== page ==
No, nine games isn't much of a sample. I can't find a fuck to give. These are interesting to look at at any point, when it comes to perceptions of players.
The chart I'm presenting here is automatically generated from war-on-ice.com. On the X-axis we have pure Corsi For percentage. On the Y-axis we have each player's rate of shifts starting in the offensive zone. It's a graph we expect to slope up from bottom left to top right, because if you start in the defensive zone, your Corsi numbers are probably going to be worse; as Steve Burtch found in developing his dCorsi metric, about half of the variance in possession can be explained just as usage.
So with that in mind, guys in the top left of this are starting in offensive zone situations but giving up attempts anyway, while guys to the bottom right are starting in front of their own net and generating shot attempts despite that.
The colors of the bubbles correspond to Corsi quality-of-competition (QoC), which measures how strong your opposition has been in terms of Corsi, and the size of the bubbles correspond to TOI per game. The color doesn't have enough range, but it still shows what we want, which is extremes. QoC isn't the most useful thing ever, and is slightly skewed by the fact the Avs have two of their nine games against possession monsters the Minnesota Wild.
So without further ado, let's see the damn thing already. It's 5 on 5 data.
The Avalanche are a bad possession team, so seeing this many guys squished to the left is not a surprise. Strangely enough they do turn out to be a 50% zone start team. Go figure. So this thing is very squished vertically. Let's talk about some of the standouts here.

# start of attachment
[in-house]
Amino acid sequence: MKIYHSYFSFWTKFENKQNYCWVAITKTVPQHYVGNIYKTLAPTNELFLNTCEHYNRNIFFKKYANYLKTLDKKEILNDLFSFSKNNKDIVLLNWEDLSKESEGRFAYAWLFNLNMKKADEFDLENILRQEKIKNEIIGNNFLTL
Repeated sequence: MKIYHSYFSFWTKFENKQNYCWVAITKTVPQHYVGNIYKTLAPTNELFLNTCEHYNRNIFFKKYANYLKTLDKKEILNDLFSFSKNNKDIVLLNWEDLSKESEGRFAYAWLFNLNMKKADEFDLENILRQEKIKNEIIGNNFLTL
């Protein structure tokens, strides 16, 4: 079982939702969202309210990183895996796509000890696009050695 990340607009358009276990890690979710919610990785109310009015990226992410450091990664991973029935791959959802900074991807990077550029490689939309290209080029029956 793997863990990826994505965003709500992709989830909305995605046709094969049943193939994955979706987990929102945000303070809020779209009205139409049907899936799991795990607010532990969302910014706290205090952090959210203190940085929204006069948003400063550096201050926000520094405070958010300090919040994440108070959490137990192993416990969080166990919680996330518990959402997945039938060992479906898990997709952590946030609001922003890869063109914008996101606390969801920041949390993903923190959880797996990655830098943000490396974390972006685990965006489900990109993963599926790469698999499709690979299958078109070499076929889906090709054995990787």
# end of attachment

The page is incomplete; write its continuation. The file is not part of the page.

Dennis Everberg: Whoa. Okay. We're looking at an extremely limited sample on that guy, 5 games of low minutes, but he absolutely stands alone in a way that definitely should have inspired a longer look, in my opinion at least.
The top line of Matt Duchene, Jarome Iginla, and Jamie McGinn are getting crushed; however, they're starting in their own end more frequently than anyone else on the team and against some of the toughest opponents. If you want that line to score, don't start it back there so often.
Anyone directly above the Duchene line in this chart is therefore, relative to their teammates, getting shit on. Erik Johnson, Brad Stuart, and the forward triumvirate of Cody McLeod, Marc-Andre Cliche, and Maxime Talbot say hello. Especially those forwards, who are up against the weakest competition of the group; McLeod and Cliche actually have positive zone starts which is contrary to what I said on the podcast this week because god dammit war on ice I was looking at all situations rather than 5 on 5. Those five, and especially those last two, are getting steamrolled. Nick Holden is close to that group too.